'Mistake' to rely on investigator but Greitens case should stand - KMOV.com

'Mistake' to rely on investigator but Greitens case should stand, prosecution says

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ST LOUIS (KMOV.com) -- Will the case stand or get tossed out? That’s what a judge is currently deciding in the case against Missouri Governor Eric Greitens. 

Judge Rex Burlison told both sides Monday that he would rule on Thursday.

But the case has no doubt been complicated by an investigator hired by the prosecution. Attorneys for Governor Greitens say that the private investigator hired to work the case lied under oath and they say the Circuit Attorney has committed misconduct on the case. 

They want the case tossed out. 

The prosecution strongly disagrees. However, Monday, they admitted their own investigator has even lied to them. 

In February, Circuit Attorney Kim Gardner confirmed she had hired William Tisaby as a private investigator. He’s a former FBI agent with his own Michigan-based private investigative firm.

Nearly ever since the governor's defense team has been raising questions about his qualifications and methods. Most recently they say he lied to them under oath. Monday they suggested he or someone within the prosecutor’s office deleted lines from drafts of his earlier notes.

The defense team called that "awful," and also lobbed other concerns at the Circuit Attorney, calling the conduct from the prosecutor's office "egregious."

Outside court, defense attorneys have been abiding by a court order preventing them from public statements. The circuit attorney also declined to talk after court, but in the courtroom, Chief Trial Assistant Robert Dierker acknowledged that Tisaby had lied to him too, saying it was a "mistake" to rely on him.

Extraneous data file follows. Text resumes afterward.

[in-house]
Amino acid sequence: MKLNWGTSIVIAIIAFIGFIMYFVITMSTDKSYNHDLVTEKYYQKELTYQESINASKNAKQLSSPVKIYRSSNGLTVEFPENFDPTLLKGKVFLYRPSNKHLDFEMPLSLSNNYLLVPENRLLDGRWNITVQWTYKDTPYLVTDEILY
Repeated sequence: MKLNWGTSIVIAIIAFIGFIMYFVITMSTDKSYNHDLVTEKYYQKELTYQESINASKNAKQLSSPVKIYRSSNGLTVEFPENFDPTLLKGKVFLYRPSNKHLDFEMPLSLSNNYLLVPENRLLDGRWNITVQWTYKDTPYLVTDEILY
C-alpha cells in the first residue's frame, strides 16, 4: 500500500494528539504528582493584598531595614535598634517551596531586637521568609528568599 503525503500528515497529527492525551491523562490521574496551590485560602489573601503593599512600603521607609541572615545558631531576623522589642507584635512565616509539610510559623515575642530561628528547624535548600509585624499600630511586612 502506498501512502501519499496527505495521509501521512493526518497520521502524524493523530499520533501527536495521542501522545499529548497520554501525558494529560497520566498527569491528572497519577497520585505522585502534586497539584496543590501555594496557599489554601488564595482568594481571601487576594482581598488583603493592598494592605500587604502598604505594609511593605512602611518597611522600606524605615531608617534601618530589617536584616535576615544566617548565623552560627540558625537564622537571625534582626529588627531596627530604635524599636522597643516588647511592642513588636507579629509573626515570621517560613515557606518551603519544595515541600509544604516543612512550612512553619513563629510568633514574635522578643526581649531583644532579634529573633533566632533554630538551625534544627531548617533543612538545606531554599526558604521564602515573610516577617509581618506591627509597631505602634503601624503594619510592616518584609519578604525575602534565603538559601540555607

But Dierker said there were only "two people who know what went on in that basement in 2015" and said the woman's statements have been consistent on the merits of the charge that he took an unwanted picture of her in a state of undress.

Attorney Lynette Petruska, who is not a party to the case says it could come down to whether the judge thinks the issues have been mistakes or something willful. 

“The rule doesn't specifically talk about dismissing the charge for violation, but it says the attorney can be sanctioned in any way it deems appropriate and the courts have discretion in how it administers justice,” Petruska said.
 
The judge Monday did rule that officials could do a forensic exam of the cell phone of the woman at the center of the case and said they could obtain her ex-husbands bank records as well.

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